With so much emphasis placed on sleek equipment design and technology, it’s hardly surprising that divers tend to give greater priority to things like face masks and fins than they do to their more important biological bits and pieces. Take ears, for example. Most of us can go for days at a time without even thinking about ears; which is remarkably sad when you consider how much attention we pay to the latest rebreather unit or regulator design.
It’s not the sort of thing that divers will readily admit to, but most of them do take pride in having equipment that sparks envy in others. And because their safety and well-being depends on that piece of gear functioning perfectly at all times, they protect their investment with a proper care and maintenance programme.
Part of the reason for this is, of course, the fact that equipment items come with their own price tag attached, whereas ears tend to be free as part of an all-inclusive package deal. With no apparent economic worth, they go largely un-noticed when contrasted with a new and expensive piece of diving equipment.
“Cor! Is that one of those new Quantum Infinity regulators you’ve got there? That’s the one with the slide-mounted woofter valve and double-barrelled, spring-loaded giggling pin, isn’t it? It’s supposed to really improve gas delivery performance … by the way, I like your ears.”
For some reason, ears seldom receive the same sort of acknowledgement as do other parts of the body. People notice facial features and things like hairstyle and colour – and the shape of Pippa Middleton’s bum – but seldom pay any attention at all to the ears. (Unless they’re large and happen to stick out at right-angles to the head; in which case the owners usually get stuck with brutal nick-names like ‘Wing-nut’, or ‘Dumbo’.)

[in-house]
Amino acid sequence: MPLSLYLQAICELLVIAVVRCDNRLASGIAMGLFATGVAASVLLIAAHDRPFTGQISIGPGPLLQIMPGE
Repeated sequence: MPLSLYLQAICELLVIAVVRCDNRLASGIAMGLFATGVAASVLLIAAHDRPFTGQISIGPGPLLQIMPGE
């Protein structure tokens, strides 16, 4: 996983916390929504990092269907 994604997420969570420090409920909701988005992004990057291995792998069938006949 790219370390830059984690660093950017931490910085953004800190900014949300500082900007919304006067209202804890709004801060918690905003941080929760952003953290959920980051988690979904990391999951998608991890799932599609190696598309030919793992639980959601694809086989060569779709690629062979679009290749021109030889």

At a personal level, I’ve always appreciated the value of ears. They’ve proven to be remarkably useful things for preventing hats falling down over the eyes, holding sunglasses in place, or knowing when somebody has offered to buy me a beer.
But despite their prominent place in all diving 101 texts, ears rarely get the sort of respect due to such delicate and sensitive instruments. Which is hardly surprising given that all of the tiny fiddly bits have robust names like anvil, stirrup, hammer and drum; designations that make them sound as though they more properly belong on the shop floor of a busy iron foundry.
(Which is pprobably the reason why so many people carry out excavation surveys of their ear cavities using things like pens, pencils and even straightened out paper-clips while ignoring the advice to never poke anything into their ear that’s smaller than one’s elbow?)
Caring for their ears is something that most divers acknowledge, but few actually practice to the point where they’re prepared to have them checked periodically by a diving physician. Even using cotton buds, or a finger, to remove wax is fraught with problems. Forming a waterproof covering that protects the skin of the outer ear canal, there’s a danger that the wax will be pushed inwards to form a plug that prevents proper equalisation. And if the protective wax coating is removed, there’s a risk that organisms that thrive in warm, moist environments will set up home and create their own painful problems.
Although it’s a seemingly simple act to perform, equalisation isn’t always easy. Particularly when the diver is suffering from even minor ‘stuffiness’ as the result of, say, a mild head cold and when, because of limited vacation time, they are determined to dive at all costs. Often using more force than is wise – or necessary – in order to achieve equalisation, the diver can cause damage to the ear drum with long term consequences in terms of hearing loss. And that’s leaving to one side all of the other affects that a mix of differential air and water pressure, temperature, wax and mucous can have on the ear’s well-being – or the role that the mechanism also plays in balance and orientation.
All divers quickly learn that the easiest way to save face when they have doubts about a particular dive is to claim an inability to, ‘clear their ears’. While it’s a handy excuse, it is – regrettably – the only time that many of them pay any heed to the health of those overlooked appendages.
Not that it worries my mate, ‘Wing-nut’. He’s of the opinion that ears make great stabilisers. Krabbmann, on the other hand, is one of those evolutionary-theorist divers who believe that ears are the vestigial remains of gills: He takes great delight in telling people with opinions that differ from his own to, “Blow it out your ears.”
I’m the only sensible one among the three of us. I have this fear that if I subject my ears to too much abuse then I’ll never hear that offer to buy me a beer.